(03/28/2012) Turkey: the splendor of the Hagia Sophia, the ruins of Ephesus, and the bizarre caves of the Cappadocia. For foreign travelers, Turkey is a nation of cultural, religious, and historic wonders: a place where cultures have met, clashed, and co-created. However, Turkey has another wealth that is far less known: biodiversity. Of the globe's 34 biodiversity hotspots, Turkey is almost entirely covered by three: the Caucasus, the Irano-Anatolian, and the Mediterranean. Despite its wild wealth, conservation is not a priority in Turkey and recent papers in Science and Biological Conservation warn that the current development plans in the country, which rarely take the environment into account, are imperiling its species and ecosystems.
Belo Monte Dam: A spearhead for Brazil’s dam-building attack on the Amazon?
(03/23/2012) Brazil’s Belo Monte Dam on the Xingu River is now under construction despite its many controversies. The Brazilian government has launched an unprecedented drive to dam the Amazon’s tributaries, and Belo Monte is the spearhead for its efforts. Brazil’s 2011-2020 energy-expansion plan calls for building 48 additional large dams, of which 30 would be in the country’s Legal Amazon region1. Building 30 dams in 10 years means an average rate of one dam every four months in Brazilian Amazonia through 2020. Of course, the clock doesn’t stop in 2020, and the total number of planned dams in Brazilian Amazonia exceeds 60.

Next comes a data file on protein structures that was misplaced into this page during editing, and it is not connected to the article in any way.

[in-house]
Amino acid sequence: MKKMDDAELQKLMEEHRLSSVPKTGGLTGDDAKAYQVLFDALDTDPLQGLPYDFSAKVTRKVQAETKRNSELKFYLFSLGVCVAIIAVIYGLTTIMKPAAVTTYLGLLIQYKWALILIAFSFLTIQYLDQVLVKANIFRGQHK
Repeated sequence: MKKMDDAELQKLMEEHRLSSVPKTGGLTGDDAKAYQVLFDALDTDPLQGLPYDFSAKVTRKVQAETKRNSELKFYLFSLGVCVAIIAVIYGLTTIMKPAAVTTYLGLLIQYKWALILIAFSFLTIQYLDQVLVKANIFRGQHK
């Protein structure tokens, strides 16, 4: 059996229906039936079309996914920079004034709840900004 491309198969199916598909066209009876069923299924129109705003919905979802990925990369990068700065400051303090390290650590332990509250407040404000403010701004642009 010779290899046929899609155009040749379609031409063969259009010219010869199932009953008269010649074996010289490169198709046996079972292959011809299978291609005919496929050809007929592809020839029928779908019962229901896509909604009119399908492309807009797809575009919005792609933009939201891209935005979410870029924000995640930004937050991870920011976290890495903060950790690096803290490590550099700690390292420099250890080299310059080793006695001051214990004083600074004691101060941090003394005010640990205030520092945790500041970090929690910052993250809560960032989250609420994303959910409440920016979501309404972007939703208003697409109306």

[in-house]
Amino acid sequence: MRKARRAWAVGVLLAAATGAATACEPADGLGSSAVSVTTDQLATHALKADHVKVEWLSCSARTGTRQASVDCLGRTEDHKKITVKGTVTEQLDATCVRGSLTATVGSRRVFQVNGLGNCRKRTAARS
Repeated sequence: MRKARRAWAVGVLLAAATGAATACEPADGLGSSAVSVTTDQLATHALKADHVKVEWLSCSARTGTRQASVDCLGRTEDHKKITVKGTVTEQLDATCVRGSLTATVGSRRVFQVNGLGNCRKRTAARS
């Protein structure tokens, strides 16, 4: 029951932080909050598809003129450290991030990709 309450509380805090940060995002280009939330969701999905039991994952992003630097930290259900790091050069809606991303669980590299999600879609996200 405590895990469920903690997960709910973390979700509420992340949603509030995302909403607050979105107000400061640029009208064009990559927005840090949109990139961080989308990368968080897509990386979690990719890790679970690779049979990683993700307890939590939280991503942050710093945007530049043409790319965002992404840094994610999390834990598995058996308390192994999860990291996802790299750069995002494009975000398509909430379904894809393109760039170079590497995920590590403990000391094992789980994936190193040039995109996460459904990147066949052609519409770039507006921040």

International Labor Organization raps Brazil over monster dam
(03/07/2012) The UN's International Labor Organization (ILO) has released a report stating that the Brazilian government violated the rights of indigenous people by moving forward on the massive Belo Monte dam without consulting indigenous communities. The report follows a request last year by the The Inter-American Commission on Human Rights for the Brazilian government to suspend the dam, which is currently being constructed on the Xingu River in the Amazon.
Brazil's plan to cut protected areas for dams faces constitutional challenge
(02/17/2012) Federal public prosecutors in Brazil have challenged a plan to strip protected status from 86,288 hectares of land to make way for five new dams, reports International Rivers. The challenge is set to be heard by Brazil's Supreme Court.
Activists form network to fight Sarawak dam-building spree
(02/15/2012) Last October indigenous groups, local people, and domestic NGOs formed the Save Sarawak's Rivers Network to fight the planned construction of a dozen dams in the Malaysian state on the island of Borneo. The coalition opposes the dam-building plans, known as the Sarawak Corridor of Renewable Energy (SCORE) initiative, due to its impacts on indigenous and river communities, the destruction of pristine rainforest, and the degradation of the state's rivers.
Brazilian mining company connected to Belo Monte dam voted worst corporation
(01/31/2012) The world's second largest mining company, Vale, has been given the dubious honor of being voted the world's most awful corporation in terms of human rights abuses and environmental destruction by the Public Eye Awards. Vale received over 25,000 votes online, likely prompted in part by its stake in the hugely controversial Brazilian mega-dam, Belo Monte, which is being constructed on the Xingu River. An expert panel gave a second award to British bank Barclay's for speculation on food prices, which the experts stated was worsening hunger worldwide.